The city is really lovely. Over the weekend I plan to go to Florence, and perhaps someplace else. We’ll see what the trains have in store for me.

My brain is working overtime with thoughts about what this all means and what I can do differently once I’m back home. I feel a tremendous obligation to the rest of the Vancity employeees to find something useful, not a new money making opportunity, not a short term fix, but something meaningful to help Vancity along its mission. I also owe it to future years to discover something tangibly useful about this trip, so others can go too. Any thoughts? How do you prove this isn’t a junket, but is relevant to our organization at large?

Photos for Vancity employees.

I hear that some of my photos are ending up on our intranet, so here are some more of my colleagues and friends whom I get to work with…

At a social coop focusing on integrating people with disabilities, addictions and prison records back into society.

A print shop focused on helping to integrate those with disabilities.

At a winemaking coop.

Randy Johal at a workers coop focused on property management.

A fun moment at a Zemagni lecture.

At a coop making concrete.

At a transport coop.

Meant to write.

I really wanted to write something meaningful today, but it’s 1am and I need to sleep.

Lots of thoughts, and I will write up a thoughtful piece for ChangeEverything.ca in the next couple of days. I’m inventing a theory I call Independent Collectivism that I am eager to share.

I spent a day in Florence and one in Venice. Fantastic times!

Too many ideas swirling around. How to sum it all up in a post? I really have grown so fond of my fellow travelers. Having a group of people across the organization aligned in this experience is in itself an accomplishment and should prove to bring some good action back with us.

I add this one photo from a session with a union yesterday.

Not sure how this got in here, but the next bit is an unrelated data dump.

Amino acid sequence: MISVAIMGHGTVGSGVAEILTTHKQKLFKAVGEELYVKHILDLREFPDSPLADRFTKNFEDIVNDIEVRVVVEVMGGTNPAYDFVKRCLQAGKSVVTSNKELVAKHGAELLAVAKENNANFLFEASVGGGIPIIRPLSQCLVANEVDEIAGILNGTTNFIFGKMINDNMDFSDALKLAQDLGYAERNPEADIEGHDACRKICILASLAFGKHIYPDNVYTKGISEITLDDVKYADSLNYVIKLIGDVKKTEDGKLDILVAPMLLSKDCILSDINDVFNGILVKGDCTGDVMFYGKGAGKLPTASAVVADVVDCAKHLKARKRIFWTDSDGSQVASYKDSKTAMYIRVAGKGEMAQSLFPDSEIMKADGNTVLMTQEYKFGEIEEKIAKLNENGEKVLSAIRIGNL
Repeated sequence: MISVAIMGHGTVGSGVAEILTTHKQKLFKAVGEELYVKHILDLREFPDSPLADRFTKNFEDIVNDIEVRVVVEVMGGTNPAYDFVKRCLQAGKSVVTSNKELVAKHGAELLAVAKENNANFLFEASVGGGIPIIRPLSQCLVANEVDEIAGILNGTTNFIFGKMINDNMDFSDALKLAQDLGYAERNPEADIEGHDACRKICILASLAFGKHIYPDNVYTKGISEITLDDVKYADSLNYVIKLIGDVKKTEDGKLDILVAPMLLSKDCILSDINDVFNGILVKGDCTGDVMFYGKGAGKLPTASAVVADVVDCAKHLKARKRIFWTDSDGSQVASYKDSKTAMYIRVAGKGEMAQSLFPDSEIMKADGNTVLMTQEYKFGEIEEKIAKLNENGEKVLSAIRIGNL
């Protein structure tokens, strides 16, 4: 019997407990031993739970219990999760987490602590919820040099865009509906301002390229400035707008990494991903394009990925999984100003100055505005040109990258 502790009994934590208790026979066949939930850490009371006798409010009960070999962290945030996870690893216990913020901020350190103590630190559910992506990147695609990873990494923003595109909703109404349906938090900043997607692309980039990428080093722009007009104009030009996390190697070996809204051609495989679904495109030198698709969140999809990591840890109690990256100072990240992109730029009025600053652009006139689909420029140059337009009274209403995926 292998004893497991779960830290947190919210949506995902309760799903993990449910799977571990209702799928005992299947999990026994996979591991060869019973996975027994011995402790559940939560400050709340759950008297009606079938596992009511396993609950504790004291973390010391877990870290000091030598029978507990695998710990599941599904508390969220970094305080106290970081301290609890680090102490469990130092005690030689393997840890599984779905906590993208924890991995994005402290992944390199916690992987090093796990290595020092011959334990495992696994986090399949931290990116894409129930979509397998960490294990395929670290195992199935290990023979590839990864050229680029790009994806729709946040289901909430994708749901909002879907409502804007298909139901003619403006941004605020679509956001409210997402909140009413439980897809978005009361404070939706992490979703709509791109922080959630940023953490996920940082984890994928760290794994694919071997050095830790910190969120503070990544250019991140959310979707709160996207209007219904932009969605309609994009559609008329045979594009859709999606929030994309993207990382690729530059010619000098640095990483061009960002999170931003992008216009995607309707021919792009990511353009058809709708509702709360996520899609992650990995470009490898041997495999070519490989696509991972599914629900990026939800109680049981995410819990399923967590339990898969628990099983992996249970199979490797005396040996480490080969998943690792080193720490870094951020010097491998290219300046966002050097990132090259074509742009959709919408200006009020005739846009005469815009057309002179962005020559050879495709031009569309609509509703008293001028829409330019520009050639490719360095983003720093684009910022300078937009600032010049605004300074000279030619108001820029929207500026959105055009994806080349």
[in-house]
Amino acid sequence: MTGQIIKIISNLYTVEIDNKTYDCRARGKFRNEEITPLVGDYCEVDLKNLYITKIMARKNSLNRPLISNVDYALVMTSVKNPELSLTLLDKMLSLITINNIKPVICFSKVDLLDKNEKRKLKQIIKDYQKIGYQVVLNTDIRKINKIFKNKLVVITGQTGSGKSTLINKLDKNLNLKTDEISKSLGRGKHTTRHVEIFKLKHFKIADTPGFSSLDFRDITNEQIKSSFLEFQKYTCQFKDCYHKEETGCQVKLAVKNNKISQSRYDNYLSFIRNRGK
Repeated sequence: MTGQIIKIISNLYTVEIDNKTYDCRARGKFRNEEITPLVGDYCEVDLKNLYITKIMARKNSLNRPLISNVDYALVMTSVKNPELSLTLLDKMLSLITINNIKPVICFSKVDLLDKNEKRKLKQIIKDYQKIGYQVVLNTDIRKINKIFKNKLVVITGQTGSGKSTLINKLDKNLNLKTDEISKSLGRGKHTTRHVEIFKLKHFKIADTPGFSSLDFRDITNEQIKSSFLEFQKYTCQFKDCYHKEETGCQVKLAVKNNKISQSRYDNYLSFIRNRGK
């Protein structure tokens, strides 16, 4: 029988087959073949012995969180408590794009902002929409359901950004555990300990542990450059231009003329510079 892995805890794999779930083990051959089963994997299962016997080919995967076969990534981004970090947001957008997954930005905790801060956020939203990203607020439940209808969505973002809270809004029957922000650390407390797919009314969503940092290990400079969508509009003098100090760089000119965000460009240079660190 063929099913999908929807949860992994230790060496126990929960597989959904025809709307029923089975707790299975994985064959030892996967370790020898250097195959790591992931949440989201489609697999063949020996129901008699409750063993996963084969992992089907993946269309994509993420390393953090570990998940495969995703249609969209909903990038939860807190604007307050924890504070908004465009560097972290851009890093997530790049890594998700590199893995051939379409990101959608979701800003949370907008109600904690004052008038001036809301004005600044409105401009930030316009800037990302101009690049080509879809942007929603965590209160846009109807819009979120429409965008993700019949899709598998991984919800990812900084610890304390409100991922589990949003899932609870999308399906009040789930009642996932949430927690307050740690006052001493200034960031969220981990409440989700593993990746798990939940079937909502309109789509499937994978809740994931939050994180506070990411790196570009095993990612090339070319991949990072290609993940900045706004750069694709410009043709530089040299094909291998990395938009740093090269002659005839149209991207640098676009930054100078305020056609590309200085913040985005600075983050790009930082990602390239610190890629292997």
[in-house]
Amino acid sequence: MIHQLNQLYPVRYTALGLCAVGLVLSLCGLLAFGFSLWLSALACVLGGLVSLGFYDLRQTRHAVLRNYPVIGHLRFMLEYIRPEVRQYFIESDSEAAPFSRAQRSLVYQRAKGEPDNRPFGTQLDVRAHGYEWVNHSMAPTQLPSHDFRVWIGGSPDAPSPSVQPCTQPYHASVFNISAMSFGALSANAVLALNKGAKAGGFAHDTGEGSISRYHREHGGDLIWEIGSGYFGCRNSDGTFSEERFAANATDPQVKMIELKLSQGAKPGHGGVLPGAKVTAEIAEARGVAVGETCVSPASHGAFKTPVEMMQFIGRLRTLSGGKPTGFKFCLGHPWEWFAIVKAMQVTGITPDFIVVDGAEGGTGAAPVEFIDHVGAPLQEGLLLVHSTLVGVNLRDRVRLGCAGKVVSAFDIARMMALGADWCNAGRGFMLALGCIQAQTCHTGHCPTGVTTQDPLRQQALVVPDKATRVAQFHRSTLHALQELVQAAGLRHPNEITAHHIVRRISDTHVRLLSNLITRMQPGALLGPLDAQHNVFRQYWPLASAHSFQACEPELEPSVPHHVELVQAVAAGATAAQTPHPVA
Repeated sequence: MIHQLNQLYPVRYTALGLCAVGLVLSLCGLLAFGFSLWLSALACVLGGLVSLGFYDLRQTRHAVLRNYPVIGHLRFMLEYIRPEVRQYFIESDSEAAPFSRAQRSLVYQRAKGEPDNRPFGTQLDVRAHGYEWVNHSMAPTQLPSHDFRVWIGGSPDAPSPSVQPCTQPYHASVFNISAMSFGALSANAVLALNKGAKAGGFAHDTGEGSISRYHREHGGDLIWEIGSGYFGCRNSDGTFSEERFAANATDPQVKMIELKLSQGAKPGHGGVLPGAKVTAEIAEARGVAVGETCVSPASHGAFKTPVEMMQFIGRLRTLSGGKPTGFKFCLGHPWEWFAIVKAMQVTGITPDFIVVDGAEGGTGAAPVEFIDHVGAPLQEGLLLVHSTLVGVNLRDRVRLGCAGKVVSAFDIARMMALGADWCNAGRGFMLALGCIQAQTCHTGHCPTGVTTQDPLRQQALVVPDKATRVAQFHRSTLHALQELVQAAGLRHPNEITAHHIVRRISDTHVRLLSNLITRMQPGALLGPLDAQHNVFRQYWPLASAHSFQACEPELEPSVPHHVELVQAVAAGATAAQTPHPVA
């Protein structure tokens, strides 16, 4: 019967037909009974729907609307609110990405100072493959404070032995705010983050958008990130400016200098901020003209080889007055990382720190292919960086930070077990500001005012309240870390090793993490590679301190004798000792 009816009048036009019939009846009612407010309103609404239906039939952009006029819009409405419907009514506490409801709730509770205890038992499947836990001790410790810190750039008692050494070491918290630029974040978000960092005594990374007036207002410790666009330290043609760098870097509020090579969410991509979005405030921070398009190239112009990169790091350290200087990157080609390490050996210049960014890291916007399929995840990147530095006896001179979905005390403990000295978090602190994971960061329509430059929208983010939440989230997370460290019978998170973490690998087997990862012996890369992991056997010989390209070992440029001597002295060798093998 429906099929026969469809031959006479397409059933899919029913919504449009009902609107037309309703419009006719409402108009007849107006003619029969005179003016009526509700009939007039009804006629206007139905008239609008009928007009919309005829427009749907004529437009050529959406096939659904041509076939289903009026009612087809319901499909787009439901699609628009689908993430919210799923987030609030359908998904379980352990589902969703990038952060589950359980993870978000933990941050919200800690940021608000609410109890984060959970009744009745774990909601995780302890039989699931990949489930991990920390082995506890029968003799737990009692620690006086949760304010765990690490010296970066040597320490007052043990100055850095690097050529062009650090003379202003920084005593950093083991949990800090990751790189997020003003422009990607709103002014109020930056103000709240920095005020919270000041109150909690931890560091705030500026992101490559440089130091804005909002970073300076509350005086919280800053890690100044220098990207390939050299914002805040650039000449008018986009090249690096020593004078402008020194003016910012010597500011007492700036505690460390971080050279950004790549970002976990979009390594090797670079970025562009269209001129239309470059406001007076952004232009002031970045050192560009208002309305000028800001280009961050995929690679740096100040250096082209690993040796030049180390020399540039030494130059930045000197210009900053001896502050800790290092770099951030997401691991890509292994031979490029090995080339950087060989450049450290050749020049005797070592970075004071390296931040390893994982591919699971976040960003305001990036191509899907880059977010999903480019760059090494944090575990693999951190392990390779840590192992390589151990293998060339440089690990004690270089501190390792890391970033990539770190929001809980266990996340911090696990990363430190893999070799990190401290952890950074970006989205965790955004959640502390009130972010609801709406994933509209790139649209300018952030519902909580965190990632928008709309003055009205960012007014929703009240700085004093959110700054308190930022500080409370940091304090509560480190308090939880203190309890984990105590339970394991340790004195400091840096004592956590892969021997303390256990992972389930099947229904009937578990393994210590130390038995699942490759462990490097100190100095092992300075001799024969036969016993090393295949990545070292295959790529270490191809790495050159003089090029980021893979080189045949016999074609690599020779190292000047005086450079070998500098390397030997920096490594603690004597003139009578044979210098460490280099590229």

Where we spend our time.

In our time here, we had three lectures by Stafano Zamagni, professor of cooperative economics at the University of Bologna. He is a leading economics scholar.

On Monday evening we all had dinner at his summer home in the hills outside Bologna. That day he had been in Rome meeting with Prime Minister Berlusconi about economic models that could relieve the economic crisis in Italy. It was pretty amazing that his day consisted of meeting with the Prime Minister to debate economic policy and spending the evening with a bunch of cooperators from Vancouver.

The next morning was to be our last lecture with him. But our schedule was changed and he was moved his lecture to the afternoon, and then, when the time came, he was an hour late for our lecture. The reason? He was in Rome again meeting with the Pope to work with him on his upcoming encyclical on poverty.

That has got be one of the best excuses for running late I’ve ever heard.

And it got me thinking: Who do we make time for in life? Here’s a busy man, meeting with the head of state one day and the Pope the next and yet he doesn’t cancel his sessions with us. He sees the value of his time spent with us.

Are there groups in your community that are worthy of your time but somehow never get it? Are there small cooperatives running on a shoestring that are doing good work but struggling that could use our help as credit unions?

That balance between what is large and what is small, but seeing the importance in each is pretty powerful.